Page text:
As we all know, everyone is different in their own way. Throughout the novel, Fahrenheit 451 by Ray Bradbury, Montag faced many situations and one of them was being caught with books and having his house burnt down by Captain Beatty. A handful of justifications on why it was right for Beatty to burn Montag’s house down is because the Mechanical hound knew that Montag had books in his house, Beatty was doing his job and Millie also knew he had books and didn’t want to get in trouble as well. Even though Montag was a fireman and knew what would happen if he was caught with books, he still hid the books anyway and tried to get away with it. In the beginning, the hound caused everyone to sense that it was precisely watching Montag do all of the actions he did.
Analyzing these elements of Montag’s character reveals a theme that life should be questioned and the unobserved life is not worth living. The physiology of Guy Montag shows that he fulfills the stereotypes of the “American Dream” but is not satisfied by them.
(SIP-A) Montag started to turn against his society. (STEWE-1) His first target was Beatty, who tried to make him turn against books. “And then he was a shrieking blaze, a jumping, sprawling, gibbering mannikin, no longer human or known, all writhing flame on the lawn as Montag shot one continuous pulse of liquid fire on him. There was a hiss like a great mouthful of spittle banging a red hot stove, a bubbling and frothing as if salt had been poured over a monstrous black snail to cause a terrible liquefaction and a boiling over of yellow foam” (Bradbury 115). Montag had shot a pulse of liquid fire onto Beatty and then watched him burn alive.
In the book Fahrenheit 451 Guy Montag a fireman that burns books goes through some rough times trying to find happiness in his life. He gets awaken to this idea when he meets a jaunty yet skittish girl named Clarisse, who asks him a question and makes him question his happiness and love. Then again through all of this thinking, he starts to find himself getting curious and starts to take books from houses that need to be burned for having them. Although Montag can be seen as a murder he is justified in killing Beatty, the fireman chief, because Montag is curious and tired of kids not knowing what really happened throughout history, as well as how Beatty treats him throughout the book. In the end, Montag killing Beatty was a helpful act of society itself.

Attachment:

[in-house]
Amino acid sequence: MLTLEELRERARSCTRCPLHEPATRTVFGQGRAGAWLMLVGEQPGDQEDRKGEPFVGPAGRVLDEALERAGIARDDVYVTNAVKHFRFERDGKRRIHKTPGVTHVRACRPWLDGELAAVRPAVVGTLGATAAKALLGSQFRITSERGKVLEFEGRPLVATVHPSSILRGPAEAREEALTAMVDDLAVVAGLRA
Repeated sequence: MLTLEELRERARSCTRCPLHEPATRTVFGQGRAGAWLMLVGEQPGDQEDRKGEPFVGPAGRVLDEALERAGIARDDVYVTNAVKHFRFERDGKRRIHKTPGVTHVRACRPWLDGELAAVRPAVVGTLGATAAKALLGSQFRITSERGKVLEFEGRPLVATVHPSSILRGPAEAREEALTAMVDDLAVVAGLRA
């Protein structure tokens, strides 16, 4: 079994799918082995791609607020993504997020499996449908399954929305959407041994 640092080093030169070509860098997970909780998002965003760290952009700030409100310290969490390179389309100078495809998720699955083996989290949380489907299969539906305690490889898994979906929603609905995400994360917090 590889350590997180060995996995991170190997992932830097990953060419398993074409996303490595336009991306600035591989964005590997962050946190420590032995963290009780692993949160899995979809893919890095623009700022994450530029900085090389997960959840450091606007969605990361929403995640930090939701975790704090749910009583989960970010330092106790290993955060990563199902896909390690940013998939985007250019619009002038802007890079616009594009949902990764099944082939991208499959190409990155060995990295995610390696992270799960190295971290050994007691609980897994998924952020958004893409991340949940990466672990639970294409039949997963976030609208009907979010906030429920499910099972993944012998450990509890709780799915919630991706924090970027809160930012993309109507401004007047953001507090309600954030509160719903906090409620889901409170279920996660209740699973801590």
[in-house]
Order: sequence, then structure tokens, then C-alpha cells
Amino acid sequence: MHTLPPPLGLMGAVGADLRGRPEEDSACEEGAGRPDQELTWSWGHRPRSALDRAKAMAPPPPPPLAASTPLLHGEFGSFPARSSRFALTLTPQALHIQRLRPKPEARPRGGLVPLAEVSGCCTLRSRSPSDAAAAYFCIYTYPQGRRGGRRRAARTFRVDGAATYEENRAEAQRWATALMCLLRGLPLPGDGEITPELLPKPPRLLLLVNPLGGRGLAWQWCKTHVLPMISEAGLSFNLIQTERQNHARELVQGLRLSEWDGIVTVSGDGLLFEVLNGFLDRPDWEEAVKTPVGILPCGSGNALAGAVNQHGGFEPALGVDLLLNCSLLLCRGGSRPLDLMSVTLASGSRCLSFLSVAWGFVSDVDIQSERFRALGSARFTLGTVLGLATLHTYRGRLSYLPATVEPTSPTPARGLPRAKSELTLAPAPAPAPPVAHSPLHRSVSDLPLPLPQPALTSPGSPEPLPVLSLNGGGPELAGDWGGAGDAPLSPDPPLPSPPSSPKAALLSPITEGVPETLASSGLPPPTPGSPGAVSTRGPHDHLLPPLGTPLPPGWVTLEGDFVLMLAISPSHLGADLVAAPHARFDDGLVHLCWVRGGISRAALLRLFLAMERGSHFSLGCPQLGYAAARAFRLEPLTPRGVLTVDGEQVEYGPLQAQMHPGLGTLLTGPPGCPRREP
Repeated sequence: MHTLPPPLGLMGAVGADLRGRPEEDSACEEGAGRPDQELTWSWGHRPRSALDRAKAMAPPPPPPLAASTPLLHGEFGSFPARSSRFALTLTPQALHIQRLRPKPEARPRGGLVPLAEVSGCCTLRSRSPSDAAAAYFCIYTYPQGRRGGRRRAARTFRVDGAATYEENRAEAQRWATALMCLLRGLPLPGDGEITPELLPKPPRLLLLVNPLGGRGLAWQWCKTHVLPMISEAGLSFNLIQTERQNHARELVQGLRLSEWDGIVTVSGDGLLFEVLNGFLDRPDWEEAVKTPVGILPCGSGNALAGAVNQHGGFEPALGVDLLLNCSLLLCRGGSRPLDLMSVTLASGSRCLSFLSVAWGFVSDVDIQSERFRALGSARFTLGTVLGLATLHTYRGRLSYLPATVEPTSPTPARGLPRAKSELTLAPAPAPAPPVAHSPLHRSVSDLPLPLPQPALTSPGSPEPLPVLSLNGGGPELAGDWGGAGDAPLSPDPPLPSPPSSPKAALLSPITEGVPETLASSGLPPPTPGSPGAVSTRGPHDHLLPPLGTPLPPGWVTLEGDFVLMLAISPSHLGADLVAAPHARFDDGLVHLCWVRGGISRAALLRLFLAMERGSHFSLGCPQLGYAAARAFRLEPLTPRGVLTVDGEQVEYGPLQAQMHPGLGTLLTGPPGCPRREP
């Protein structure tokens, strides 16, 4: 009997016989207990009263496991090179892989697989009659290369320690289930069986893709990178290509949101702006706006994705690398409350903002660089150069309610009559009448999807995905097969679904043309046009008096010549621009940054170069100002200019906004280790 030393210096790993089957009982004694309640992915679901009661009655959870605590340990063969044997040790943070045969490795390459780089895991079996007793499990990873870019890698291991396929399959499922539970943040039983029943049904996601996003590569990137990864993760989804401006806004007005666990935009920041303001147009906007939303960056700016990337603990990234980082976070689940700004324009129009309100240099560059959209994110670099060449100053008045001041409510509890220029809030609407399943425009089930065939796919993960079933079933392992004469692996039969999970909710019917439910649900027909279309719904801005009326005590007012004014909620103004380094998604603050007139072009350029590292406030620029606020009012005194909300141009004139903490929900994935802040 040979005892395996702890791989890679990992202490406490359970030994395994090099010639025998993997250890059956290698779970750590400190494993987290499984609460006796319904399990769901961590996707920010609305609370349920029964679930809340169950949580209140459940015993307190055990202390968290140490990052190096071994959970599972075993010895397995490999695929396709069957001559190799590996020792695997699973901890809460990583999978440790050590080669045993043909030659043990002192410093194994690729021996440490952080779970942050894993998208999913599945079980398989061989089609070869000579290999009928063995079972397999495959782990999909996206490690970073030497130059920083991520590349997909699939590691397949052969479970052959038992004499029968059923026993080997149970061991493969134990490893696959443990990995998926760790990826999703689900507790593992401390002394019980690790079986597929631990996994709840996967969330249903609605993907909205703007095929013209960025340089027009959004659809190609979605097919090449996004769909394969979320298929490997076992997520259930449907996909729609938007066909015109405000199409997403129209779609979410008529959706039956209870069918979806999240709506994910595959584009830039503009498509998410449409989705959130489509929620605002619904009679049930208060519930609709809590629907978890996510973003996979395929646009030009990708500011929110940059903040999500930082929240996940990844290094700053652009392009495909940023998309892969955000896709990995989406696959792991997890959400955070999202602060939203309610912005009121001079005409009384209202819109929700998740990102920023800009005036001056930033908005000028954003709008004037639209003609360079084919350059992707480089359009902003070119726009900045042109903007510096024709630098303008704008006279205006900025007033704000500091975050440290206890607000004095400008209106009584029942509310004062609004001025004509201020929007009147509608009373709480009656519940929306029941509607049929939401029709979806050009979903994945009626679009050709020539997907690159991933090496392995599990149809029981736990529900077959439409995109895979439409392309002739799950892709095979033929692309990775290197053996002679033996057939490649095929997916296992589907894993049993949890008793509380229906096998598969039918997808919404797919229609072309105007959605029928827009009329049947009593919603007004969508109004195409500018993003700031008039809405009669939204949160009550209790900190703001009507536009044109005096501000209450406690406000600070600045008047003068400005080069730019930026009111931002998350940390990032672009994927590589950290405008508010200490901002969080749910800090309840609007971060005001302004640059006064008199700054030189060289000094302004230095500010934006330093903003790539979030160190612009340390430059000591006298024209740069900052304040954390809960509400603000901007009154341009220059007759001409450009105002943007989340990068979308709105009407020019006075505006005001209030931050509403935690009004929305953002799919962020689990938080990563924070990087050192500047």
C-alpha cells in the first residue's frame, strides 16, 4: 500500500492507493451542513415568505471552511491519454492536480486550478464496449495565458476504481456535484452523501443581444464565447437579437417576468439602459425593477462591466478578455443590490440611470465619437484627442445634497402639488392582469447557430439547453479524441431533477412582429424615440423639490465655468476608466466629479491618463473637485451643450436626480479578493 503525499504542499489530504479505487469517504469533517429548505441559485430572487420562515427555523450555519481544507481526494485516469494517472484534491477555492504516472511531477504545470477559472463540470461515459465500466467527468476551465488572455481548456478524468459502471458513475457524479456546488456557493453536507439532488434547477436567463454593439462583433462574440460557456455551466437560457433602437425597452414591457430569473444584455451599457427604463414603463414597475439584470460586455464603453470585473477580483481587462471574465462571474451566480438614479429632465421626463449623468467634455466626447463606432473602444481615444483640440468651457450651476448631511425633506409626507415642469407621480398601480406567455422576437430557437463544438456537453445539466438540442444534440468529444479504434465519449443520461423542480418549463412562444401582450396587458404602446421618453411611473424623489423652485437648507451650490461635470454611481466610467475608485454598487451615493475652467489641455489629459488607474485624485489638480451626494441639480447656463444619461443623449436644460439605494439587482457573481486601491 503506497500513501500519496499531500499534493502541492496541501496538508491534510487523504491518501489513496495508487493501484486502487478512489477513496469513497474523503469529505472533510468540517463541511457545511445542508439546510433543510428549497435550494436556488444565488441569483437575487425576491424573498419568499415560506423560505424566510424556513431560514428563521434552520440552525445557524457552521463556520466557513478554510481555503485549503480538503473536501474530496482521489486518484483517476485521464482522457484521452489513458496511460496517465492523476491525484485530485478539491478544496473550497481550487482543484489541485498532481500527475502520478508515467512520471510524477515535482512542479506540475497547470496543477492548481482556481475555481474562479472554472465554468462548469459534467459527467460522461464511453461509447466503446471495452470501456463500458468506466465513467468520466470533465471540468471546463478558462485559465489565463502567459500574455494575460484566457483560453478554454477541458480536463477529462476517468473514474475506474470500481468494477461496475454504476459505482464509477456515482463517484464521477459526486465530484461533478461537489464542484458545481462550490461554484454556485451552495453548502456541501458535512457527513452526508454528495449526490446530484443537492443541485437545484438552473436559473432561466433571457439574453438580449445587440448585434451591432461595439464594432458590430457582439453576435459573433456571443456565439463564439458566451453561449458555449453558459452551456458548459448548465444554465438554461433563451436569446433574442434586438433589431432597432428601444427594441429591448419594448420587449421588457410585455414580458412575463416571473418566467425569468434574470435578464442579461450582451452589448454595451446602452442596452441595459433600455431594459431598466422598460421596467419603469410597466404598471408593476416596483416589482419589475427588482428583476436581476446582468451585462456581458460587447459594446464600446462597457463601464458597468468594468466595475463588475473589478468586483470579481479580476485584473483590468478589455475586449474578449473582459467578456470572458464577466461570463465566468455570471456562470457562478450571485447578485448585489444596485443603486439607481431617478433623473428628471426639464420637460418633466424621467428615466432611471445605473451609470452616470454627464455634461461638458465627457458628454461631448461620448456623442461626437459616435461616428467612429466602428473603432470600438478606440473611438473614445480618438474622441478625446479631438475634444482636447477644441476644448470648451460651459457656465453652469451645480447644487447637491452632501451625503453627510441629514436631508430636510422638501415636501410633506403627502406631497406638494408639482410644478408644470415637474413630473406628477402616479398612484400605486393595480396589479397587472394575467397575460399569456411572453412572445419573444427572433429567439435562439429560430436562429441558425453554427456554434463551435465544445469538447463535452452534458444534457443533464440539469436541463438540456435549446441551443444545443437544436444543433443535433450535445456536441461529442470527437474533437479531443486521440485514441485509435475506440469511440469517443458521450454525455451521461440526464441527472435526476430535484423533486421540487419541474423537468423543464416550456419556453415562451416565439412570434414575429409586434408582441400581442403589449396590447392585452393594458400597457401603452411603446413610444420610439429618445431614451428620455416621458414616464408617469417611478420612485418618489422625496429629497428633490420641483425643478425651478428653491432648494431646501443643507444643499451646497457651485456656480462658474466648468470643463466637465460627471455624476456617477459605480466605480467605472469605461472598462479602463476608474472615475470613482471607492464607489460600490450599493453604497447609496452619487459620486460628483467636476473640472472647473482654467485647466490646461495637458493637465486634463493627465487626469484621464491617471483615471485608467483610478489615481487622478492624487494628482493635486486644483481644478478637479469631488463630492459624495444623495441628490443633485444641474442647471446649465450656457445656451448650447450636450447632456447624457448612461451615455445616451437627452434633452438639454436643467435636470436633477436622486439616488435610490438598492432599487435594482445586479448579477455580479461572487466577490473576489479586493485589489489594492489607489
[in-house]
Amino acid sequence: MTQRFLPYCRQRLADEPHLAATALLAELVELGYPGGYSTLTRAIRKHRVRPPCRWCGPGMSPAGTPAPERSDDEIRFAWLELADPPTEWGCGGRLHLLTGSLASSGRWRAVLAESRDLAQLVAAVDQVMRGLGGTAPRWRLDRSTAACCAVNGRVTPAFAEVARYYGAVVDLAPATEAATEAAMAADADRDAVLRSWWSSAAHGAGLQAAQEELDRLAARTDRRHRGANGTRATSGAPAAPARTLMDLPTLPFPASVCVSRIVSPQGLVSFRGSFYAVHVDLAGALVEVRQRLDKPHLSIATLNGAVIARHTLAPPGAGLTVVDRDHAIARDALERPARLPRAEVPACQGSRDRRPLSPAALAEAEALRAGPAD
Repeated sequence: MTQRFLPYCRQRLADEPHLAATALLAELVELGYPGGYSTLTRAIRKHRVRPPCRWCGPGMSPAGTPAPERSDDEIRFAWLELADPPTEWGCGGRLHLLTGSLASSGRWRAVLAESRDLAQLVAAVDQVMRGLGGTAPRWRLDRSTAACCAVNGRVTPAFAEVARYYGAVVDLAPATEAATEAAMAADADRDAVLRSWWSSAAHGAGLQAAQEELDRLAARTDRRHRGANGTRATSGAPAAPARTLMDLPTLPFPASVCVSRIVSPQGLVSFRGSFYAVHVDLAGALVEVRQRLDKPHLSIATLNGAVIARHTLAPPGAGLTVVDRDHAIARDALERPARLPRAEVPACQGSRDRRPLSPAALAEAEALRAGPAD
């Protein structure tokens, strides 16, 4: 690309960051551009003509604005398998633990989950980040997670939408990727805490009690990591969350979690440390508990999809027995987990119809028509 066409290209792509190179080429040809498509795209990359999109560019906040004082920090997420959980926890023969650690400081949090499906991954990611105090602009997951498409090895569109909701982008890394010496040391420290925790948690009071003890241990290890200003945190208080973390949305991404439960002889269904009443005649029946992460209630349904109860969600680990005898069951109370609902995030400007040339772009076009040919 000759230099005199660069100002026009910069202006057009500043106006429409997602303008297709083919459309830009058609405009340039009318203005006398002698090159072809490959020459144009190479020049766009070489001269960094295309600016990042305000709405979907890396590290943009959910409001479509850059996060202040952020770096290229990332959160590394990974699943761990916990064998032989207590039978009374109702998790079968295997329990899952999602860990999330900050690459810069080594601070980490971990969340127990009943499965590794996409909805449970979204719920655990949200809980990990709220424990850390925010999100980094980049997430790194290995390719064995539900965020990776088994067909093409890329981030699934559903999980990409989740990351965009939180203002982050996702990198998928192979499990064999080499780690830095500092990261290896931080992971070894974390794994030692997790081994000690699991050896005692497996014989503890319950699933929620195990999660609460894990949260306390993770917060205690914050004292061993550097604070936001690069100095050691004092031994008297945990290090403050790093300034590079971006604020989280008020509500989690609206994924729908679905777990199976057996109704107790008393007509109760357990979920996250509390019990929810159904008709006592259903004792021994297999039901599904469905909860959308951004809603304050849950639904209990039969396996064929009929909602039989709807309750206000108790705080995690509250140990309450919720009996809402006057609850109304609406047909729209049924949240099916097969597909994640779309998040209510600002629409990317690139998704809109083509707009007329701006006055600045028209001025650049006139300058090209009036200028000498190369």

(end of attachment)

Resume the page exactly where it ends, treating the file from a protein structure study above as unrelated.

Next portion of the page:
In the novel, Fahrenheit 451, by Ray Bradbury, Montag, the main character, goes from loving his job to rethinking of his job. Montag came in mind that his job not only hurt him but also hurt society. He began to realize that he no longer enjoyed his job. Montag did not like the fact of knowing that his job was only hurting other people. In the novel, it states, “I was just figuring,” said Montag, “what does a hound think about down there nights?” (#1) This quote makes Montag very mad and upset.
Montag begins to question everything he has ever known (Bradbury). He starts thinking and steals one book from one of the burning site (Bradbury 34). His Captain comes to know about it and warns him but he still keeps some books with him. Then his Captain makes him burn his house to ashes. He kills his Captain and a few firemen and runs away from the crime spot.
However, it is evident that doubt has been planted in his mind, “What does she think? I’m not?” (Bradbury 8). Montag is faced, for the first time, with having to examine his life and if he is actually happy. It destroys his “mask”, allowing him to see the problems of his life, and, more importantly, society. The new perspective “kills” a part of him, the part that was content with his perfect life (having a good,
Montag is a fireman with a wife. His wife, Mildred, watches television all day, while Montag has to make a living to support the two. One evening, Montag trudges home from work and has an odd conversation with a queen teenage girl named Clarisse. Soon, evening after evening, Montag keeps having conversations with Clarisse. Through these conversations, lies the government has replaced as truth are exposed within his mind.
He goes to Faber, a retired English professor, who conspires with Montag to take down Beatty and the fire station with all its men. Moreover, he helps him escape the hound and guides him to a group of people who live down the river. Montag discovers that he is not alone; all these people know the importance of books and they memorize them. Henriette Wien explains, “Montag’s resistance, therefore, should be read as paths to the ultimate emotional and spiritual re-connection” (Wien 69). Eventually, after the city’s destruction by bombs, Montag and his intellectual friends decide to start a new life seeking the free future they desire.